Faint lines on polygons

I have a complex program which shows faint lines connecting vertices across rectangles, even if they are not made with triangle strips. Is there any way to get rid of this. Have tried various forms of antialiasing???

A couple of questions, do you have glPolygonMode set up with GL_LINES for either front or back face? Do you have depth test enabled? Are you texture mapping, or just colors/material? Do you have lighting enabled?

Here is the code I have for options. I have tried various antialiasing ones on and off. I am using texture is some polygones but see the lines faintly on those not mapped. Any help appreciated.

// Select GL options.

//p = gluNewQuadric();
//gluQuadricDrawStyle(p, GLU_FILL);
glFogfv(GL_FOG_COLOR, fog);
glFogf(GL_FOG_DENSITY, fog_density);
glClearColor(fog[0], fog[1], fog[2], fog[3]);
glFogf(GL_FOG_END, 12000.0);
glHint(GL_FOG_HINT, GL_NICEST);// Looks like GL_NICEST not implemented except with NVIDIA Card!!!


Try it with //glEnable(GL_DEPTH_TEST); uncommented. Also, do you have glClear called at start of each rendering pass? If so, which buffer bits do you clear?

[This message has been edited by shinpaughp (edited 03-14-2003).]

These suggestions seem to have solved the problem, but refresh rate is somewhat slowed.Any idea which of the options are the worst processor hogs? Thanks for the help.

The glHint of GL_NICEST because it tries to give most accurate correct results for the fog. Try it with GL_FASTEST and see if still looks okay and speeds up the fps.

Also, I see you enables GL_CULL_FACE… are you calling glCullFace(GL_BACK) or something? If you do not need to see the back of any polygons, this will speed it up a little.

Also, do you have fog enabled? glEnable(GL_FOG) or you aren’t using it?

I have fooled with this a lot today and have a pretty good idea of the problem. If I turn on the polygon antialiasing, I get slow performace and some little lines across the polygons. I really do not need point or line antialiasing and can turn that off. I need the fog for the flight simulation so need that on. The depth test does not seem to make much difference one way or another. Ultimately this runs on a fast Dell with an NVIDIA high-end processor.

Any suggestions about polygon antialiasing would be appreciated. There are so many options to hack away at and try. I may have to just turn it off. We are porting this simulation from an SGI machine and I turned it off there- I was just hoping the NVIDIA would surprise me with its speed etc… It does the fog way better than our SGI Octane.

On the Fog, I need Nicest which gives pixel rendition rather than vertices as this is a crucial part of the flight simulation. Works very fast with NVIDIA chip.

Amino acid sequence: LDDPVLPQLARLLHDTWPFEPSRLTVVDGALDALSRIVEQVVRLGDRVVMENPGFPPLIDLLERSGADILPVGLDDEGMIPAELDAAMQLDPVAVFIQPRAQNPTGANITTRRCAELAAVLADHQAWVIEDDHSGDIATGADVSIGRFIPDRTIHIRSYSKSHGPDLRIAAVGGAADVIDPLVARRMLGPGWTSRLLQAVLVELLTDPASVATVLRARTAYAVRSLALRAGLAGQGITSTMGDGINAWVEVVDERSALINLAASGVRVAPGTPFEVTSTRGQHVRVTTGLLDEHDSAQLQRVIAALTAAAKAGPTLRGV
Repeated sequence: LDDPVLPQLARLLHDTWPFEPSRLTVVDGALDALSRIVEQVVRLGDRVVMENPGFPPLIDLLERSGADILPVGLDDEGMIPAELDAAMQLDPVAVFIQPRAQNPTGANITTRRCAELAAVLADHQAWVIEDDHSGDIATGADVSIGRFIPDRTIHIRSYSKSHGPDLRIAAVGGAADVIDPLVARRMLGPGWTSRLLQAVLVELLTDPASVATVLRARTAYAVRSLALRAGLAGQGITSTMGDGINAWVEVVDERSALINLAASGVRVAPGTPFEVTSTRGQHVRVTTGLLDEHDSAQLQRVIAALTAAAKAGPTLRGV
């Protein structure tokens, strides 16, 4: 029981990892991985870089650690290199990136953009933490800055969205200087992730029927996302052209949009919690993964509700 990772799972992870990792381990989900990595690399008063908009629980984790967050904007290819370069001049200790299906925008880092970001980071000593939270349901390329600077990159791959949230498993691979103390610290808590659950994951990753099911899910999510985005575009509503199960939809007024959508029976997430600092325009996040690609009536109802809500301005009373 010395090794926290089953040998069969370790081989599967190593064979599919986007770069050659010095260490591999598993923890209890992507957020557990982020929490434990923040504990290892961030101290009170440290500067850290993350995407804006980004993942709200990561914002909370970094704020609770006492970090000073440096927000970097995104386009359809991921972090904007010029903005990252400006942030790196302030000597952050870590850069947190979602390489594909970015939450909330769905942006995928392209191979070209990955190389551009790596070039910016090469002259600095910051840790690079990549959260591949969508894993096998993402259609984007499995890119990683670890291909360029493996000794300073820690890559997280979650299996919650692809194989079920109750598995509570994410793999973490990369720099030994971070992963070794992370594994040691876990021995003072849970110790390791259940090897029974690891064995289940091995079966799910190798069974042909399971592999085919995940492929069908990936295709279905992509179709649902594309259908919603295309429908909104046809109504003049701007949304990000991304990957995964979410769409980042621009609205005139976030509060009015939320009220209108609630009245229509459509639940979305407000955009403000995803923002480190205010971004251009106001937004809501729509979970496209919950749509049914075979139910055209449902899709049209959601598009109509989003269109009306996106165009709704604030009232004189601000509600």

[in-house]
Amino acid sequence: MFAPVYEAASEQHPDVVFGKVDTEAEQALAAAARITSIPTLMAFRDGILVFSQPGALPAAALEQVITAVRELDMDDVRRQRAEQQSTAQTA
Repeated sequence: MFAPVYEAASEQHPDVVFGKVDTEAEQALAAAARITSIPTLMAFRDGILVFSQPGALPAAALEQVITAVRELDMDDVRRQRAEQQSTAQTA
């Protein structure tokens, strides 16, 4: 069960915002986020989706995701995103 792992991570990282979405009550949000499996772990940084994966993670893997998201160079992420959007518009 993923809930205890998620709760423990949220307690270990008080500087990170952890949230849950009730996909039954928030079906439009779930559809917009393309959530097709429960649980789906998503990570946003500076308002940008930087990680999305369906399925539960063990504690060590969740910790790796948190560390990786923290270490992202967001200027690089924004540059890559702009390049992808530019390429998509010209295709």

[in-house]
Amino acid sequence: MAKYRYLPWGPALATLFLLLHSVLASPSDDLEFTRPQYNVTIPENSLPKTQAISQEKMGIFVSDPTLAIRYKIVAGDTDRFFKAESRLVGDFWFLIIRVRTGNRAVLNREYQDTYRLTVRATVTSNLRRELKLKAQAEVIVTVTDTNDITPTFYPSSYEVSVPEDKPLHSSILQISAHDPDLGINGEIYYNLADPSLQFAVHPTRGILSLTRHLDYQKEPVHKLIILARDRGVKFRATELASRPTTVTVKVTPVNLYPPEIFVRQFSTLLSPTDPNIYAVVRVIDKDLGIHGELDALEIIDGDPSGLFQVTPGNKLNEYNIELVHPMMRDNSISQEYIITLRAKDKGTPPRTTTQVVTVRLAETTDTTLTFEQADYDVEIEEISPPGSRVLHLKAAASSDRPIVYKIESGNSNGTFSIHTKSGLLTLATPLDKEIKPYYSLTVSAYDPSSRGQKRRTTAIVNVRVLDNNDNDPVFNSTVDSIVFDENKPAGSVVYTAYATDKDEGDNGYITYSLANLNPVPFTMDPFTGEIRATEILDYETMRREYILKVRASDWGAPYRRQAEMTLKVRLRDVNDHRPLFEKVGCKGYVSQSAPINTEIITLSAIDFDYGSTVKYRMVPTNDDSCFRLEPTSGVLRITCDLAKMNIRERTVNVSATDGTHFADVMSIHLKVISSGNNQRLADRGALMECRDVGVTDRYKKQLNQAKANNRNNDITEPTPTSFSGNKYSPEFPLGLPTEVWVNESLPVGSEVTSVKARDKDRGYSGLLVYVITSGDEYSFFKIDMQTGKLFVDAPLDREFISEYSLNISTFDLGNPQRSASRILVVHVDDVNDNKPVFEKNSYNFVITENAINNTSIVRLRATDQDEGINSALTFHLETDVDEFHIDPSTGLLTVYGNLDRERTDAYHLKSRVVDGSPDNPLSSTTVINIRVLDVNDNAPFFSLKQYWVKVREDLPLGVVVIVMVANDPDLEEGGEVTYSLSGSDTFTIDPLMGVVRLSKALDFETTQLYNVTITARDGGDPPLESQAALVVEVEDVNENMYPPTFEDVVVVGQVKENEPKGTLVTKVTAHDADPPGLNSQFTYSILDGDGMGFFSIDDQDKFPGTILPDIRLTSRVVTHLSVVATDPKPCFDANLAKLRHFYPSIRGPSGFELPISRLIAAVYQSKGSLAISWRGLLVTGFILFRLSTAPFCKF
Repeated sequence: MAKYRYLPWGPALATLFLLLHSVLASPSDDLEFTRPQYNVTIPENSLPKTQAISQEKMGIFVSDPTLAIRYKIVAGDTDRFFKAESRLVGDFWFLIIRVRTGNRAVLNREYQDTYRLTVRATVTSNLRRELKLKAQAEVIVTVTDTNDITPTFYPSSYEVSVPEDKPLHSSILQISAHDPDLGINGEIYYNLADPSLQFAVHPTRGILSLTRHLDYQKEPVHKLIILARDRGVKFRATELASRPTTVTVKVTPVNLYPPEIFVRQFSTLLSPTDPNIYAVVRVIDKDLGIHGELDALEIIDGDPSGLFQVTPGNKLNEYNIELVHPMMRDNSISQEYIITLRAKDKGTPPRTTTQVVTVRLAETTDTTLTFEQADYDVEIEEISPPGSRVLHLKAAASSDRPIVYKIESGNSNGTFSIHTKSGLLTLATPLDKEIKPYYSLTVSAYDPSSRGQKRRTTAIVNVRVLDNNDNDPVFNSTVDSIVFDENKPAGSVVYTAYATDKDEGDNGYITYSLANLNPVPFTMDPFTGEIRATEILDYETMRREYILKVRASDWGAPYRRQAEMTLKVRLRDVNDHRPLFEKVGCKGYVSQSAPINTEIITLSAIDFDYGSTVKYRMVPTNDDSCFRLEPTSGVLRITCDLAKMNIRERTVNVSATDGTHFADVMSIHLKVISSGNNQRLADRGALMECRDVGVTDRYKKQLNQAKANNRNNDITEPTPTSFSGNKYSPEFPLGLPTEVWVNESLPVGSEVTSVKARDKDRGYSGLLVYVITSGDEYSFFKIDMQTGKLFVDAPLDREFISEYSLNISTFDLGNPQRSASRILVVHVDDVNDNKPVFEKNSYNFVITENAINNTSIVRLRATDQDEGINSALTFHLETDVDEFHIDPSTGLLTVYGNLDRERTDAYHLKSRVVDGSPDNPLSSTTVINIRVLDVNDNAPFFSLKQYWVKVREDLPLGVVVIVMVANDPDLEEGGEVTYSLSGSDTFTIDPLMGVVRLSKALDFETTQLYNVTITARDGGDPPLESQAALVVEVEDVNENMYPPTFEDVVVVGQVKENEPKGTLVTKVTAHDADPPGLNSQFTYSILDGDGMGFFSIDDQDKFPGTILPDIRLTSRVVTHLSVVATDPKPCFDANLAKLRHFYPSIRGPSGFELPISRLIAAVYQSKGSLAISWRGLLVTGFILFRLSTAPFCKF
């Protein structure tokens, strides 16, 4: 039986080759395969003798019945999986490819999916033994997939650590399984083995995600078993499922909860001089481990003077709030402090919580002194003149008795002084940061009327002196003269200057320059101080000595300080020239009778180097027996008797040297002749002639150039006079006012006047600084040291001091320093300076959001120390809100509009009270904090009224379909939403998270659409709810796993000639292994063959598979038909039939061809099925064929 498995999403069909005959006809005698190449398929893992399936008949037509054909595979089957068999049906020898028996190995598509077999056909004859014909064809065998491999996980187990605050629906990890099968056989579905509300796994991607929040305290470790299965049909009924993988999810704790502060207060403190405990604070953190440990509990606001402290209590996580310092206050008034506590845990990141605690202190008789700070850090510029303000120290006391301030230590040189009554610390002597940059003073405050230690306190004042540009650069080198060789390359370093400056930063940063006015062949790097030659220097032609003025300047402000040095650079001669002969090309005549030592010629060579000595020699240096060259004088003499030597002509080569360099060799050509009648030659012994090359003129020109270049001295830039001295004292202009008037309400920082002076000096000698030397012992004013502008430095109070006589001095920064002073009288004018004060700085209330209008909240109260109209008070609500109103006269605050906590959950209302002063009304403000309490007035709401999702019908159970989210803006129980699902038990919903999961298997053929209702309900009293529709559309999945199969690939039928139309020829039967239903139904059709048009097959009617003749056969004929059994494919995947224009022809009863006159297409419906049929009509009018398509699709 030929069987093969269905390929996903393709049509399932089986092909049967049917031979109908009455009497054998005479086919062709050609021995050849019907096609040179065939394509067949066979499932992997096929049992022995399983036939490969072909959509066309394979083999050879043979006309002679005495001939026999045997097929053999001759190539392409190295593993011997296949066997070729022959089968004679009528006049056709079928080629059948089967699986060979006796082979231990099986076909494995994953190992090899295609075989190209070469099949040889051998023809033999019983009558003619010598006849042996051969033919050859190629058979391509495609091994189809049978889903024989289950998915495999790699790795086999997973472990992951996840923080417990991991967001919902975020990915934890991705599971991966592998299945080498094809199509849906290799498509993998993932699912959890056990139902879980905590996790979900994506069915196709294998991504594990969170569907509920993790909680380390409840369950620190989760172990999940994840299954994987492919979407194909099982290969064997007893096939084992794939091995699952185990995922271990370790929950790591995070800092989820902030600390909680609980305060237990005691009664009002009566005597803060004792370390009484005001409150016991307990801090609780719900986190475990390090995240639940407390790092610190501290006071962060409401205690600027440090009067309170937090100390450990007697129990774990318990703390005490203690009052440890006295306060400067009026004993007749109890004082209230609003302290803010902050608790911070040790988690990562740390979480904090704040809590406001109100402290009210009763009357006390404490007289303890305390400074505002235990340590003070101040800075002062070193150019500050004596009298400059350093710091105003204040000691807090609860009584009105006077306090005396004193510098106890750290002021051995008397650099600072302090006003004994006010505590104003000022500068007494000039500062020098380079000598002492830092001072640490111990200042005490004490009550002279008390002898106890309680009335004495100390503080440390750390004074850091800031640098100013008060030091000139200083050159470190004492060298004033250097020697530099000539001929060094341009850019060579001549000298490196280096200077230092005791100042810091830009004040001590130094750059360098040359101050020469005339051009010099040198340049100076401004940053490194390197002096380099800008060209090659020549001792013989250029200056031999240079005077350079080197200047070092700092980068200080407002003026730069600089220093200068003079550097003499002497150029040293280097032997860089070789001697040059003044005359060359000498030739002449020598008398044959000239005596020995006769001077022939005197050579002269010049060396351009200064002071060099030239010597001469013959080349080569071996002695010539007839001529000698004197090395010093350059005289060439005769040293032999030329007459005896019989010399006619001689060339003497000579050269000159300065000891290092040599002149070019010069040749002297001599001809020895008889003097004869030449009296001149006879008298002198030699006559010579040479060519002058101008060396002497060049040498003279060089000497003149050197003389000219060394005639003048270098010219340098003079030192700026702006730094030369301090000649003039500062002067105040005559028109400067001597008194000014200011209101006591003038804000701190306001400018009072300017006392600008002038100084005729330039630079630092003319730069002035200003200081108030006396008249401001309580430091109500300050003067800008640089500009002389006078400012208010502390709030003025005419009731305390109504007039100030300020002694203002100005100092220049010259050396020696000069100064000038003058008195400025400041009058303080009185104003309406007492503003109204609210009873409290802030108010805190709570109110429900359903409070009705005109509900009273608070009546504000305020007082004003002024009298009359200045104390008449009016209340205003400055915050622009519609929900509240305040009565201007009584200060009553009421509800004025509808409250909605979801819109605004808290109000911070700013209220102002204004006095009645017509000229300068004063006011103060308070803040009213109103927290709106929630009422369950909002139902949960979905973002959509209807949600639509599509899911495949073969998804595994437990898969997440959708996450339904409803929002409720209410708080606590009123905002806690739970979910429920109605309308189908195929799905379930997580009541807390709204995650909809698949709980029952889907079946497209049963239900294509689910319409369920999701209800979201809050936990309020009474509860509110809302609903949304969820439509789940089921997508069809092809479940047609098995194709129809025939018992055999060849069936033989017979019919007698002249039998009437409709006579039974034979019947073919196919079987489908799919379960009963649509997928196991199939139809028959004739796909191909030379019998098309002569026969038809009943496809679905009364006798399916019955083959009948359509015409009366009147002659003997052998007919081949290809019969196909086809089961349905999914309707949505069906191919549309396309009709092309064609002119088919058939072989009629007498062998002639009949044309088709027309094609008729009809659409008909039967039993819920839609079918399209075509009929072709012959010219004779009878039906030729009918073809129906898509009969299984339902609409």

I found this doing a search on polygon antialiasing- looks like some carefully setting need to be performed:

“Why do all these quality options give bad results?”
They don’t, if they’re used as they were meant to be.

Look at the Red Book chapter 6 on Polygon Antialiasing:

Now you need to blend overlapping edges appropriately. First, turn off the depth buffer so that you have control over how overlapping pixels are drawn. Then set the blending factors to GL_SRC_ALPHA_SATURATE (source) and GL_ONE (destination). With this specialized blending
function, the final color is the sum of the destination color and the scaled source color; the scale factor is the smaller of either the incoming source alpha value or one minus the destination alpha value. This means that for a pixel with a large alpha value, successive incoming pixels have little effect on the final color because one minus the destination alpha is almost zero. With this method, a pixel on the edge of a polygon might be blended eventually with the colors from another polygon that’s drawn later. Finally, you need to sort all the polygons in your scene so that they’re ordered from front to back before drawing

(Or search the forum, you were not the first with this problem.)

"Why are these options ingnored by old graphic cards and interpreted wrong on new ones? "

Older chips (or drivers) probably didn’t support it. Newer ones do the right thing (even if it’s slow sometimes).

What kind of frames per second are you getting when it has the lines vs. not having the lines (antialiasing on/off)?

Any chance you could post a link to some screen shots? It might give me more ideas.

And, if you’re really lucky, someone else with more experience than myself might come along and help out.

[This message has been edited by shinpaughp (edited 03-15-2003).]

Apparent these lines are in part a quirk of the NVIDIA GeForce 4 card. I am testing these things at home with a laptop, but the main computer is at work so I will have to test it Mondasy. One of the my collegues here says there are some settings pertinant to antialiasing in the Xconfig file. We need to inform ourselves about the GeForce 4 card.

Are you running this on Linux? I assume xconfig and xwindows might go hand in hand. If so, you might try asking about the lines in the Linux section of the discussion group. Could be Linux related. Although I run Linux as well as Win2k, I have yet to do any programming on it.

Anyway, they may have thoughts and be better able to help you with known issues of compatibility, driver problems, etc. Just to check, have you upgraded to the latest drivers. Seems as though nVidia is updating them almost daily (slight exaggeration) even for Linux.